A lot of us find ourselves asking this same question every day. When Lara and I decided we wanted to start making puzzles and join the fray of eCommerce, we had no idea of the depths of personal involvement and active participation in groups, communities, etc… that would be necessary to market our brand. Not to mention, writing blogs, posts, tweets and newsletters, and, in turn, liking, re-tweeting, following, friend-ing etc… In time we found ourselves asking, “How important is social media for eCommerce?” “And how involved should we really get?”
Around the time when I started my first Facebook business account, my father, who absolutely refuses to have anything to do with Facebook and Twitter, sent me this as a witty antidote to my latest venture:
“Presently, I am trying to make friends outside of Facebook while applying the same principles.
Therefore, every day I go down on the street and tell the passers-by what I have eaten, how I feel, what I have done the night before and what I will do tomorrow night.
Then I give them pictures of my family, my dog and me gardening and spending time in my pool. I also listen to their conversations and I tell them I love them.
And it works.
I already have 3 persons following me: 2 police officers and a psychiatrist.” I think that about sums it up = )
Thanks to reality TV and Hollywood gossip shows we have become obsessed with other people’s lives.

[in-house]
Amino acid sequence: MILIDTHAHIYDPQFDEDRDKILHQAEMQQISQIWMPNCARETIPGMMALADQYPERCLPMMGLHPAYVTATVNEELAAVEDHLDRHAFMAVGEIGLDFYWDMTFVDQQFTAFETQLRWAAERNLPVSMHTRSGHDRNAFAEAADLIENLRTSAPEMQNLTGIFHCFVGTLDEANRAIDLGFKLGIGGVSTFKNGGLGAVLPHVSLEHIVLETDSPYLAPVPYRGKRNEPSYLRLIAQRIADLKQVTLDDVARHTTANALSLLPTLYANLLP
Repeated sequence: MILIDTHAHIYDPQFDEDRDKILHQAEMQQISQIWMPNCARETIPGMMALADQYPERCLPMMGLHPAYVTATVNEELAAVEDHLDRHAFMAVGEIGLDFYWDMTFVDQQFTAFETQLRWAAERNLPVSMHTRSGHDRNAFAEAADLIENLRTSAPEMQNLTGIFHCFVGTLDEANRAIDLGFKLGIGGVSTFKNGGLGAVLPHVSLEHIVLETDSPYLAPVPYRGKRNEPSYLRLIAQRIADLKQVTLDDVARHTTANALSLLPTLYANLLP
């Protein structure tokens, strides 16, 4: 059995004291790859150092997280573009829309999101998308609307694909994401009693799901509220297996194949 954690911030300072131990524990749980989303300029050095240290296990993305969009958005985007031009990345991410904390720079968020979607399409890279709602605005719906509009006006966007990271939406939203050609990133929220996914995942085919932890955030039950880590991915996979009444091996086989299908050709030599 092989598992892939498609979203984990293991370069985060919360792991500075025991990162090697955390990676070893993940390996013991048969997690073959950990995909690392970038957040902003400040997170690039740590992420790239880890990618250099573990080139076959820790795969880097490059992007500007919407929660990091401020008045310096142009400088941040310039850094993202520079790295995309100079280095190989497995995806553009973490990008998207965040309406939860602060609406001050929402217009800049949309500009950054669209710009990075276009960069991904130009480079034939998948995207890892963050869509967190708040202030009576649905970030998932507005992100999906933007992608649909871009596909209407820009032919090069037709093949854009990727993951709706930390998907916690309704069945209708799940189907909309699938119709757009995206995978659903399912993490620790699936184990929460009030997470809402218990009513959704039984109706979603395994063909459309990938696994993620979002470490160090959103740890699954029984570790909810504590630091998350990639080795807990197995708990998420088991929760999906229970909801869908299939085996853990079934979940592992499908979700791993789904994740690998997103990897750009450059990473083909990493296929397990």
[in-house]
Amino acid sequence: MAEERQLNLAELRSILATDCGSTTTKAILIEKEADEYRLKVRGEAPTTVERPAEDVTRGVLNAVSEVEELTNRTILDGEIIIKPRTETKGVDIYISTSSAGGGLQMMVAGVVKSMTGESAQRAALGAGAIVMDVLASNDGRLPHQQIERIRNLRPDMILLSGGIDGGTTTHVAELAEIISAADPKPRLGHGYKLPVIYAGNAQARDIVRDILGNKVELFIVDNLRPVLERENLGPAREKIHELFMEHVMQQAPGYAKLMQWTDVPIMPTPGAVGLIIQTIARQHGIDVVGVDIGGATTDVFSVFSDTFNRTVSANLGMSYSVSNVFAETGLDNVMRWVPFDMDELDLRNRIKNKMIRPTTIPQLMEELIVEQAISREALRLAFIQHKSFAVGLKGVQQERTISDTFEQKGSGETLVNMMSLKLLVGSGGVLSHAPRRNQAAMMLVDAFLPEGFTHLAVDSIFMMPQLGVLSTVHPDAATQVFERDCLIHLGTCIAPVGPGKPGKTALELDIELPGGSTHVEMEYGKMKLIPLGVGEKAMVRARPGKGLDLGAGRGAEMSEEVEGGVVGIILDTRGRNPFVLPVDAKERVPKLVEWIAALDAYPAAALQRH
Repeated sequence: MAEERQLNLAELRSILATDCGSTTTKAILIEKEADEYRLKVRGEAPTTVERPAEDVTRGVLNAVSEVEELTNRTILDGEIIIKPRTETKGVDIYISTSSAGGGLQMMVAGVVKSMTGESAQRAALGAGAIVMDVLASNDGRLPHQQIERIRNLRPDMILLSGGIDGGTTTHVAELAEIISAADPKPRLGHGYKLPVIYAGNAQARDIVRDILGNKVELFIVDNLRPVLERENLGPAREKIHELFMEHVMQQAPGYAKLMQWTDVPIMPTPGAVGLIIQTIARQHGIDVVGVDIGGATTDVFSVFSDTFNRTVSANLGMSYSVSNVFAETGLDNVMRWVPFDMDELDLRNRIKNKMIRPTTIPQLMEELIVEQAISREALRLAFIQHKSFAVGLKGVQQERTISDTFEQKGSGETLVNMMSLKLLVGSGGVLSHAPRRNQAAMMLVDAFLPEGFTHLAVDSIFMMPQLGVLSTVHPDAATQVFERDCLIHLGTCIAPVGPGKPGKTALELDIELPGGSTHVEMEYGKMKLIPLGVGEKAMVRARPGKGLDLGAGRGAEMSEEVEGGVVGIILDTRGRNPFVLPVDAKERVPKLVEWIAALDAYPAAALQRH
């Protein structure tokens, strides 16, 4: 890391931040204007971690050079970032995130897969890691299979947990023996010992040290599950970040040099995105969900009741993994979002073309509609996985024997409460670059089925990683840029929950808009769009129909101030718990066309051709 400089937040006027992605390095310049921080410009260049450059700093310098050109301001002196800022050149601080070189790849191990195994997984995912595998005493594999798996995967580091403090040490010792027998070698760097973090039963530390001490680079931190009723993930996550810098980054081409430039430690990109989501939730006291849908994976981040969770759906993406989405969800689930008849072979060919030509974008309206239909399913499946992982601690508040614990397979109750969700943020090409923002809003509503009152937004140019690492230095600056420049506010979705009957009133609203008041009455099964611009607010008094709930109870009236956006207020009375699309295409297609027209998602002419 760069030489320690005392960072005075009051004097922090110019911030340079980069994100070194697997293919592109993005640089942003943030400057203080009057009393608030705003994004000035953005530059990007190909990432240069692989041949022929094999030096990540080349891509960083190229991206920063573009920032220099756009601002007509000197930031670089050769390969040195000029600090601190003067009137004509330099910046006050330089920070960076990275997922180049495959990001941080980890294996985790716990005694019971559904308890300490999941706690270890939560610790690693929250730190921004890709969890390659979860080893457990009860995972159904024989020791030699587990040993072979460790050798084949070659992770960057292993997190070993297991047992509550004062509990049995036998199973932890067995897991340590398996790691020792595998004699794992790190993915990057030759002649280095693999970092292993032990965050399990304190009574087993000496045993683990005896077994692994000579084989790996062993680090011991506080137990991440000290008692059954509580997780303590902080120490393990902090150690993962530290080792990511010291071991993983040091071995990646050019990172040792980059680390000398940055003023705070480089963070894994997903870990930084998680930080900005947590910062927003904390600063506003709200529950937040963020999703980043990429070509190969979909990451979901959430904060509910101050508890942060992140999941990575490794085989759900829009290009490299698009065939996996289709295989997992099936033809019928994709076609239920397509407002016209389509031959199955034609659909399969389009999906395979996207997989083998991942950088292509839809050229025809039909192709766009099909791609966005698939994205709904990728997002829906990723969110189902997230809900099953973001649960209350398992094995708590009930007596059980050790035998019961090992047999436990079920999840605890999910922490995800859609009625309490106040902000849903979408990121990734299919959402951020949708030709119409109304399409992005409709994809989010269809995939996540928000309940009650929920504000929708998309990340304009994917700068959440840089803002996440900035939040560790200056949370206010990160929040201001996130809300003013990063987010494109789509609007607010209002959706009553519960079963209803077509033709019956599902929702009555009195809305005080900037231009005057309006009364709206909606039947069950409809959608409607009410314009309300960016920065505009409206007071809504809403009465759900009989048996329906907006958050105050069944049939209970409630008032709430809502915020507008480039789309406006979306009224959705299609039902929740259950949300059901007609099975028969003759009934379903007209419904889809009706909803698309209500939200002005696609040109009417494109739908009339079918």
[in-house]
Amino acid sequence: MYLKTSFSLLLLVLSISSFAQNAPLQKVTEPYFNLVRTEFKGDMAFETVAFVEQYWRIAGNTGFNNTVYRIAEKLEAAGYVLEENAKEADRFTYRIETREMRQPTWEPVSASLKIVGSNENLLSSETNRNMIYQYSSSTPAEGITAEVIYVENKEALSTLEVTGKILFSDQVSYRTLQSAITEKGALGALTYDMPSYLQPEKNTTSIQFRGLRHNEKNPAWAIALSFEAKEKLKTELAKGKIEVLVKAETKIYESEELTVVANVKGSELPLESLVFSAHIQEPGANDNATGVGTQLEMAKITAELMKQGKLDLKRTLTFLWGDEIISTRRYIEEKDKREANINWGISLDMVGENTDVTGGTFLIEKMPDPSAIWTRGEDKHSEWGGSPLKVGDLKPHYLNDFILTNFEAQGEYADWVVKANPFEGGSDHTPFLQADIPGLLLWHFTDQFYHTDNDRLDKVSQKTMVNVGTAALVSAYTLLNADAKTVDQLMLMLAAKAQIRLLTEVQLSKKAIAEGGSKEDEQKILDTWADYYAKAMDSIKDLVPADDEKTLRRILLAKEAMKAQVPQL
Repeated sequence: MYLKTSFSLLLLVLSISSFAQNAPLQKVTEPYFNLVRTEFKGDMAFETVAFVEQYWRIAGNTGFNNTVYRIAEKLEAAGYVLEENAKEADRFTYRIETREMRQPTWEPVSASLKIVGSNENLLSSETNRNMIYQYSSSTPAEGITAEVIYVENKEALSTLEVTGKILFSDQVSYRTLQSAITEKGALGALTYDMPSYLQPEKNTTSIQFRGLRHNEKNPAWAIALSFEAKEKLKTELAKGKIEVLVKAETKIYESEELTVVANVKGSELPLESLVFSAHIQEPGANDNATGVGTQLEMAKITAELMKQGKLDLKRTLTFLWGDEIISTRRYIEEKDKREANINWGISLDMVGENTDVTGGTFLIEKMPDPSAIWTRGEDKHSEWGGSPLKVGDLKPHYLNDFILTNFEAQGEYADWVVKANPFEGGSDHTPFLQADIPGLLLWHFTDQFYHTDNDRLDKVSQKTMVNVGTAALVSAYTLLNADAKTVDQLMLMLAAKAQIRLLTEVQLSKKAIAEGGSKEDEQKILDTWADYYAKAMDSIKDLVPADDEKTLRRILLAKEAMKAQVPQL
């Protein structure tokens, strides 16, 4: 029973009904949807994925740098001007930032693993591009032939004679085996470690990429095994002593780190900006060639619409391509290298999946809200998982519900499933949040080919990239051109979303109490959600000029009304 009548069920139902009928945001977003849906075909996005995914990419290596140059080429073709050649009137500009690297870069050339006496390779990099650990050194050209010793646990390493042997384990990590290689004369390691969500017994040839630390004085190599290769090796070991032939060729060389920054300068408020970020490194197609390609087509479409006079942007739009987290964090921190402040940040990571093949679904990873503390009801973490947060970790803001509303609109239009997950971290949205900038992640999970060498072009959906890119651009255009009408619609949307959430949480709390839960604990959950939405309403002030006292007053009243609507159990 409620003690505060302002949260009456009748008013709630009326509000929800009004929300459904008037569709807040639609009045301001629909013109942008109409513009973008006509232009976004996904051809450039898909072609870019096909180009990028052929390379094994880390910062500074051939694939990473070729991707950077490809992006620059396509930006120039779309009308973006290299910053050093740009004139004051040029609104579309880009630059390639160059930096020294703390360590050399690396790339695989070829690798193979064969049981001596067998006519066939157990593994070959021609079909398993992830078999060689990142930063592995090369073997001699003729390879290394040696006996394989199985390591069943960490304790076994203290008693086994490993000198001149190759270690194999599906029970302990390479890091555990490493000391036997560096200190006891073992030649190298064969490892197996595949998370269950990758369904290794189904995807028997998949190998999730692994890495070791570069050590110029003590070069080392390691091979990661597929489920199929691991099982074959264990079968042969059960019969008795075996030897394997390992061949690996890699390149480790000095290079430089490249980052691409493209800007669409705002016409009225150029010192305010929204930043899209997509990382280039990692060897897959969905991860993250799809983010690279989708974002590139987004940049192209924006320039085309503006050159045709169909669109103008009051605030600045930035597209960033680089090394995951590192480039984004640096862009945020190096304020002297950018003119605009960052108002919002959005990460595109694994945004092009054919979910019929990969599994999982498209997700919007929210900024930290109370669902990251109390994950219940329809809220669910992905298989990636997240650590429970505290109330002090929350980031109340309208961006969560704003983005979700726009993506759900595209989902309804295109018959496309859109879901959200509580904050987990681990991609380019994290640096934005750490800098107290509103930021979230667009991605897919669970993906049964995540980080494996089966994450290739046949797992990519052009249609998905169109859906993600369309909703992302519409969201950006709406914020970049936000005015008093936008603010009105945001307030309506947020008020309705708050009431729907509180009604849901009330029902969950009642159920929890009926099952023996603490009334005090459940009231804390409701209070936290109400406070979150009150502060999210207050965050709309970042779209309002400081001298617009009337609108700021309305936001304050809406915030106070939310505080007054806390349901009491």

So I need to be on camera? Make friends? And provide valuable information and tips to make your life better? We just want to sell puzzles, is that so wrong?
Although I’ve managed to make a few good friends and meet some very creative and talented people, I am becoming disenchanted with trying to be socially savvy all the time and with good reason.
This is mostly Twitter related, but it does happen on Facebook and other outlets as well. People just start following you without having any knowledge or interest in what you’re doing and then un-follow you when you don’t follow them back. Huh?
Wouldn’t it be better to follow people you’re genuinely interested in based on the actual appreciation for what they do, rather than like, follow, or friend someone if you have no interest in anything they post? And then in return hope they follow you while not liking or commenting on anything you post? Who started this anyway?
Has social media been helpful to us in business so far? The answer is both yes and no. In the short term we have gained somewhat of a following and made sales through various social outlets and that’s good.
In the long term (accompanied by two crowdfunding attempts) we spent hours and hours trying to build an audience to buy our puzzles, and the ratio of labor to actual revenue as a result of our efforts amounts to a rather large deficit.
The amount of information overload that we all experience every day is overwhelming, and getting lost in the shuffle is par for the course.
So in the end we’ve decided to be direct and honest in our approach to business. It’s nothing personal. Like Alton Brown says of the Food Network, “I’m just here for the food,” and we’re just here to sell puzzles.
But you can take comfort in that because we want to make outstanding puzzles with eye catching art that makes you say, “That would look damn good on my wall!”
In other words, the top niche of the market resulting in satisfied, happy customers =)
What do you think so far of our posts? Any particular topic you would like us to write about? Thoughts or comments you would like to share?
Written by Eric Andersen
Edited by Lara Andersen
Art provided by Phelonius Fuddlemuddle and PlayingGrounded® Ltd.